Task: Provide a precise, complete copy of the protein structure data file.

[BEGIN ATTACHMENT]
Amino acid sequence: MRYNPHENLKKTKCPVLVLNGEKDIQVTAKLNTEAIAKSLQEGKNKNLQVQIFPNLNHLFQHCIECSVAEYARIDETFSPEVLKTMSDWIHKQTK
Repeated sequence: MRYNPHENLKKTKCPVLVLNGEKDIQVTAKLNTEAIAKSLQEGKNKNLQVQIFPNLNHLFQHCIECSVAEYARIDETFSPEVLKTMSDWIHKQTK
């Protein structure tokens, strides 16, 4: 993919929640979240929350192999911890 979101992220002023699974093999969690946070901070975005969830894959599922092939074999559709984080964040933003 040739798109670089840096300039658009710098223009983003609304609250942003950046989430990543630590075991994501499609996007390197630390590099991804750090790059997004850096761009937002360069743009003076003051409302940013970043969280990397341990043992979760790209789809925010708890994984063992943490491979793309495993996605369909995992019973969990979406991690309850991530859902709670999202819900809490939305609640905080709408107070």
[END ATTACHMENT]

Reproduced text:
Amino acid sequence: MRYNPHENLKKTKCPVLVLNGEKDIQVTAKLNTEAIAKSLQEGKNKNLQVQIFPNLNHLFQHCIECSVAEYARIDETFSPEVLKTMSDWIHKQTK
Repeated sequence: MRYNPHENLKKTKCPVLVLNGEKDIQVTAKLNTEAIAKSLQEGKNKNLQVQIFPNLNHLFQHCIECSVAEYARIDETFSPEVLKTMSDWIHKQTK
């Protein structure tokens, strides 16, 4: 993919929640979240929350192999911890 979101992220002023699974093999969690946070901070975005969830894959599922092939074999559709984080964040933003 040739798109670089840096300039658009710098223009983003609304609250942003950046989430990543630590075991994501499609996007390197630390590099991804750090790059997004850096761009937002360069743009003076003051409302940013970043969280990397341990043992979760790209789809925010708890994984063992943490491979793309495993996605369909995992019973969990979406991690309850991530859902709670999202819900809490939305609640905080709408107070």